Technology and future prospects for lightweight plastic vehicle structures

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Description

The state of the technology and the materials and processing issues of using plastics in vehicle body applications (structural and semistructural) were assessed. Plastics are significantly lighter in weight, more easily fabricated into complex shapes, and more corrosion resistance than sheet steel, high-strength steel, or aluminum. However, at their current stage of development, plastics are deficient in one or more necessary properties: heat resistance and dimensional stability, stiffness and tensile strength, toughness, and impact resistance. To upgrade their physical properties for automotive chassis/body applications, plastics need to be compounds with suitable reinforcing fibers. As a short-term approach, the material of ... continued below

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38 p.

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Stodolsky, F.; Cuenca, R.M. & Bonsignore, P.V. August 1, 1997.

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Description

The state of the technology and the materials and processing issues of using plastics in vehicle body applications (structural and semistructural) were assessed. Plastics are significantly lighter in weight, more easily fabricated into complex shapes, and more corrosion resistance than sheet steel, high-strength steel, or aluminum. However, at their current stage of development, plastics are deficient in one or more necessary properties: heat resistance and dimensional stability, stiffness and tensile strength, toughness, and impact resistance. To upgrade their physical properties for automotive chassis/body applications, plastics need to be compounds with suitable reinforcing fibers. As a short-term approach, the material of choice is a composite structure made with low-cost glass-fiber reinforcement, such as that made in the resin-transfer-molding (RTM) process and used in the body of the Dodge Viper. However, RTM technology based on thermosets requires a processing cycle time that is too long for large production runs. Adaptation of RTM to the formation of thermoplastic composite bodies could have a significant advantage over thermoset technology. Cyclic oligomers, which are precursors to thermoplastic matrix polymers, show promise for this application. Farther on the horizon are advanced composites compounds with the much more expensive (but stronger and stiffer) carbon-fiber reinforcement. However, significant price reductions of precursor materials and advances in processing and fabrication would be needed. Other materials holding promise are liquid crystal polymers (LCP) and LCP blends with other polymers (molecular composites). However, the cost of monomers and the subsequent polymerization technology also remains a considerable drawback to the widespread and increasing acceptance of LCPs.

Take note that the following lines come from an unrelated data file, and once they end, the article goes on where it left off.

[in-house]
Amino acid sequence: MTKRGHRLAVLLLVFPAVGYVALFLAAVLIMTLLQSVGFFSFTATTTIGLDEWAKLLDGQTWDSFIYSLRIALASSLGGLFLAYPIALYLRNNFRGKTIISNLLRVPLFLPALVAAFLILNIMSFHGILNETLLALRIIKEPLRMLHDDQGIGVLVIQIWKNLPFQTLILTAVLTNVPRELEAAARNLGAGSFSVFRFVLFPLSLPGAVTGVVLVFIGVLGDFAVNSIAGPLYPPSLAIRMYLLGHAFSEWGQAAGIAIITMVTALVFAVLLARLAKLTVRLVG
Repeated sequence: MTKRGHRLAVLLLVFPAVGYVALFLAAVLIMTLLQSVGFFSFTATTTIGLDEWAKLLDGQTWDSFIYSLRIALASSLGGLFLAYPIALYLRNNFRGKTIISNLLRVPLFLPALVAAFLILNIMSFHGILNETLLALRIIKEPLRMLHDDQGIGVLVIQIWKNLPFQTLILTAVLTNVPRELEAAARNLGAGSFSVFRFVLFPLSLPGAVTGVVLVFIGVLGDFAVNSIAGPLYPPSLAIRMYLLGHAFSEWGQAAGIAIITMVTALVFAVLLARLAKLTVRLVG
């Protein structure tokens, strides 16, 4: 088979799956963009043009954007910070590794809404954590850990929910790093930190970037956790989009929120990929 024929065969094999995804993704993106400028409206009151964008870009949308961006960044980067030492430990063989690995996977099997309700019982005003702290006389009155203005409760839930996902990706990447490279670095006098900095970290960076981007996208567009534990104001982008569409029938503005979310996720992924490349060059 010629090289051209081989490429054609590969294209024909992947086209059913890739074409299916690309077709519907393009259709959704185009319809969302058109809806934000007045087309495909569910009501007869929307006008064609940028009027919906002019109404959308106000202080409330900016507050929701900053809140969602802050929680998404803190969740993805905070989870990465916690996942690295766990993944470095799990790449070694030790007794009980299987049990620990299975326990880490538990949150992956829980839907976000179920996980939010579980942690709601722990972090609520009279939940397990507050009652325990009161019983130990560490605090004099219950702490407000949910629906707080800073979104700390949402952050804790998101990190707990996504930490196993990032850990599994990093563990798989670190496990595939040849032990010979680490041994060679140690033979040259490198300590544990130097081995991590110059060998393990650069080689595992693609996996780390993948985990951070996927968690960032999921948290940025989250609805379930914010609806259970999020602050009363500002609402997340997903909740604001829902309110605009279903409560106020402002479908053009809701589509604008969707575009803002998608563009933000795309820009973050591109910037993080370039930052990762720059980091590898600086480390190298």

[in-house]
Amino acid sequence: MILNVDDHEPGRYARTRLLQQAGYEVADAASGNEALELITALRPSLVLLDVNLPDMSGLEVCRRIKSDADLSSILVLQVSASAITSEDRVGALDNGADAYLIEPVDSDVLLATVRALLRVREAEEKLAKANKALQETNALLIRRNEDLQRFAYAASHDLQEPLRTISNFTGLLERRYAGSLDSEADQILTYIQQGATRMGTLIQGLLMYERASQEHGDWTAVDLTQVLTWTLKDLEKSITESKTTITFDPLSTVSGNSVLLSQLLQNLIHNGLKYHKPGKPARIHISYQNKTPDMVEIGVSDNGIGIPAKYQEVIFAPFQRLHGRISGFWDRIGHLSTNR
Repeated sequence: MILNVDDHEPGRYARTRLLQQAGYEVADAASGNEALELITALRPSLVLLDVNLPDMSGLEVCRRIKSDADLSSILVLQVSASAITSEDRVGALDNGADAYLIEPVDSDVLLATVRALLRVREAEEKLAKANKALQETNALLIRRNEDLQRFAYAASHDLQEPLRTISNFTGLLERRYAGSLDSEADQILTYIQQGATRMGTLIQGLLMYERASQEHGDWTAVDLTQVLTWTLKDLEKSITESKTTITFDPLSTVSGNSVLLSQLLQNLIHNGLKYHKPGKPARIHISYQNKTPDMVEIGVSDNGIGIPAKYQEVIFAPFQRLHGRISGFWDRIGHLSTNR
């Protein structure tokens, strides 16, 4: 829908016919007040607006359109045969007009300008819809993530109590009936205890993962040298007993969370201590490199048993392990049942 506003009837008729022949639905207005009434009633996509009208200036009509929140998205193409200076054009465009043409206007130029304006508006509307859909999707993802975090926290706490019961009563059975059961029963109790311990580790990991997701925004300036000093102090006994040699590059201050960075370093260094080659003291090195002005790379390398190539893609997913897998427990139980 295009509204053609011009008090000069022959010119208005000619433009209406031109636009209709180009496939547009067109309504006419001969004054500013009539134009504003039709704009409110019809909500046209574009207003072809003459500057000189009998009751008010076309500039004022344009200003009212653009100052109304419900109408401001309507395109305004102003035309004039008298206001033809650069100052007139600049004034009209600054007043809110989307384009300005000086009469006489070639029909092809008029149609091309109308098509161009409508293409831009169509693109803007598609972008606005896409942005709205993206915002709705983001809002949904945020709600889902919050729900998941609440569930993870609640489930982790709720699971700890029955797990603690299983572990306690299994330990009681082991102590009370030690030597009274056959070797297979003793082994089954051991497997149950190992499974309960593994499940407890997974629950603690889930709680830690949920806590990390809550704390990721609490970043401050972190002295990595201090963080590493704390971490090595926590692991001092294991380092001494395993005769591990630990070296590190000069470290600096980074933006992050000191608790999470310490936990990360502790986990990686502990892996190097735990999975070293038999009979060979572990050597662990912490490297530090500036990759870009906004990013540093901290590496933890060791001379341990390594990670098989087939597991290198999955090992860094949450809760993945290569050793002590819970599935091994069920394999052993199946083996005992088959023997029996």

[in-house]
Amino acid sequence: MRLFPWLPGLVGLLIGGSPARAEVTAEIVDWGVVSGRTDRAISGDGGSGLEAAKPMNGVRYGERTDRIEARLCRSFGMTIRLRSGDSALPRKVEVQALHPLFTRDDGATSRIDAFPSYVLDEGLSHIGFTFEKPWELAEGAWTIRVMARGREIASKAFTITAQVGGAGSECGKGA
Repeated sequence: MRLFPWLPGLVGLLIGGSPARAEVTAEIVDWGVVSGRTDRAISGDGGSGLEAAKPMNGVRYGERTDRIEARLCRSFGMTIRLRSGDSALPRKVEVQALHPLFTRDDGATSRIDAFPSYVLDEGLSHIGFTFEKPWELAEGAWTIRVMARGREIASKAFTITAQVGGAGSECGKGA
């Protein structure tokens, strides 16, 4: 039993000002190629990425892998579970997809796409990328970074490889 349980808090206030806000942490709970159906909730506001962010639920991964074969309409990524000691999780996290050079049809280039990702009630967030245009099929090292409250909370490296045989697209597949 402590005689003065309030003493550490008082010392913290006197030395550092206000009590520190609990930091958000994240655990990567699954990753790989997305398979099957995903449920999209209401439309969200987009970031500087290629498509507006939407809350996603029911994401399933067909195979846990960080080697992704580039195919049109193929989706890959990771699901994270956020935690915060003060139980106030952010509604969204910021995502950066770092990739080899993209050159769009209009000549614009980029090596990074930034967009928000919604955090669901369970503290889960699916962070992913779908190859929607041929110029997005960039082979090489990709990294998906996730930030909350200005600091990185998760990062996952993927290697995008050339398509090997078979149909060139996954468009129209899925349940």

Physical Description

38 p.

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OSTI as DE98003191

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  • Other Information: PBD: Aug 1997

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  • Other: DE98003191
  • Report No.: ANL/ESD/TM--138
  • Grant Number: W-31109-ENG-38
  • DOI: 10.2172/578735 | External Link
  • Office of Scientific & Technical Information Report Number: 578735
  • Archival Resource Key: ark:/67531/metadc696323

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  • August 1, 1997

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  • Aug. 14, 2015, 8:43 a.m.

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  • Dec. 16, 2015, 5:38 p.m.

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Stodolsky, F.; Cuenca, R.M. & Bonsignore, P.V. Technology and future prospects for lightweight plastic vehicle structures, report, August 1, 1997; Illinois. (digital.library.unt.edu/ark:/67531/metadc696323/: accessed August 21, 2017), University of North Texas Libraries, Digital Library, digital.library.unt.edu; crediting UNT Libraries Government Documents Department.